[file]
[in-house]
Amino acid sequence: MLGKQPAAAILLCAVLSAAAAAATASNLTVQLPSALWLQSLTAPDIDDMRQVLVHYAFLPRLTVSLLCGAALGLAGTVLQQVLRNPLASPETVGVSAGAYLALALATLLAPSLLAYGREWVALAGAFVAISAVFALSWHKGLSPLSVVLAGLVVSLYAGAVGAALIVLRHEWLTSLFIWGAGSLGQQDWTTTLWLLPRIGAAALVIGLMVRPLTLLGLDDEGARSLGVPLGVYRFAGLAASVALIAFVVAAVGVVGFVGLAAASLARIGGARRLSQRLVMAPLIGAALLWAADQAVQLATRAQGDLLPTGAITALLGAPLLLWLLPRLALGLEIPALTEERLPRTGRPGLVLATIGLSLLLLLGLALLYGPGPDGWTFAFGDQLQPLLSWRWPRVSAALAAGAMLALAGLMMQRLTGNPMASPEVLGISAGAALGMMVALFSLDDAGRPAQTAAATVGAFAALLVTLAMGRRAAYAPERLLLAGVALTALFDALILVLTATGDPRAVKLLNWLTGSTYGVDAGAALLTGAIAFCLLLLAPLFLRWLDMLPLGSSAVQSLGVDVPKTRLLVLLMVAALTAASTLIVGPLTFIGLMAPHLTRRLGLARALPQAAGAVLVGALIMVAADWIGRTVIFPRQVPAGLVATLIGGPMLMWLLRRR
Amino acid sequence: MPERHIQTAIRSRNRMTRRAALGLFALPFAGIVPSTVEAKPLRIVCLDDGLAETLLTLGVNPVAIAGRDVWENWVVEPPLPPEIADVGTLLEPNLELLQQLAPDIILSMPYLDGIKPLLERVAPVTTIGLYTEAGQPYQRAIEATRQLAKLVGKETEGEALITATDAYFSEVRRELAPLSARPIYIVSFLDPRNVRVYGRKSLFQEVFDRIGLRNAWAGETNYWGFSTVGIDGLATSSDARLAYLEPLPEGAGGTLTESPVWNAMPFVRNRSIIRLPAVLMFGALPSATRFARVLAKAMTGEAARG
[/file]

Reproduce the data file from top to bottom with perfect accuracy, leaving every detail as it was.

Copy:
[in-house]
Amino acid sequence: MLGKQPAAAILLCAVLSAAAAAATASNLTVQLPSALWLQSLTAPDIDDMRQVLVHYAFLPRLTVSLLCGAALGLAGTVLQQVLRNPLASPETVGVSAGAYLALALATLLAPSLLAYGREWVALAGAFVAISAVFALSWHKGLSPLSVVLAGLVVSLYAGAVGAALIVLRHEWLTSLFIWGAGSLGQQDWTTTLWLLPRIGAAALVIGLMVRPLTLLGLDDEGARSLGVPLGVYRFAGLAASVALIAFVVAAVGVVGFVGLAAASLARIGGARRLSQRLVMAPLIGAALLWAADQAVQLATRAQGDLLPTGAITALLGAPLLLWLLPRLALGLEIPALTEERLPRTGRPGLVLATIGLSLLLLLGLALLYGPGPDGWTFAFGDQLQPLLSWRWPRVSAALAAGAMLALAGLMMQRLTGNPMASPEVLGISAGAALGMMVALFSLDDAGRPAQTAAATVGAFAALLVTLAMGRRAAYAPERLLLAGVALTALFDALILVLTATGDPRAVKLLNWLTGSTYGVDAGAALLTGAIAFCLLLLAPLFLRWLDMLPLGSSAVQSLGVDVPKTRLLVLLMVAALTAASTLIVGPLTFIGLMAPHLTRRLGLARALPQAAGAVLVGALIMVAADWIGRTVIFPRQVPAGLVATLIGGPMLMWLLRRR
Amino acid sequence: MPERHIQTAIRSRNRMTRRAALGLFALPFAGIVPSTVEAKPLRIVCLDDGLAETLLTLGVNPVAIAGRDVWENWVVEPPLPPEIADVGTLLEPNLELLQQLAPDIILSMPYLDGIKPLLERVAPVTTIGLYTEAGQPYQRAIEATRQLAKLVGKETEGEALITATDAYFSEVRRELAPLSARPIYIVSFLDPRNVRVYGRKSLFQEVFDRIGLRNAWAGETNYWGFSTVGIDGLATSSDARLAYLEPLPEGAGGTLTESPVWNAMPFVRNRSIIRLPAVLMFGALPSATRFARVLAKAMTGEAARG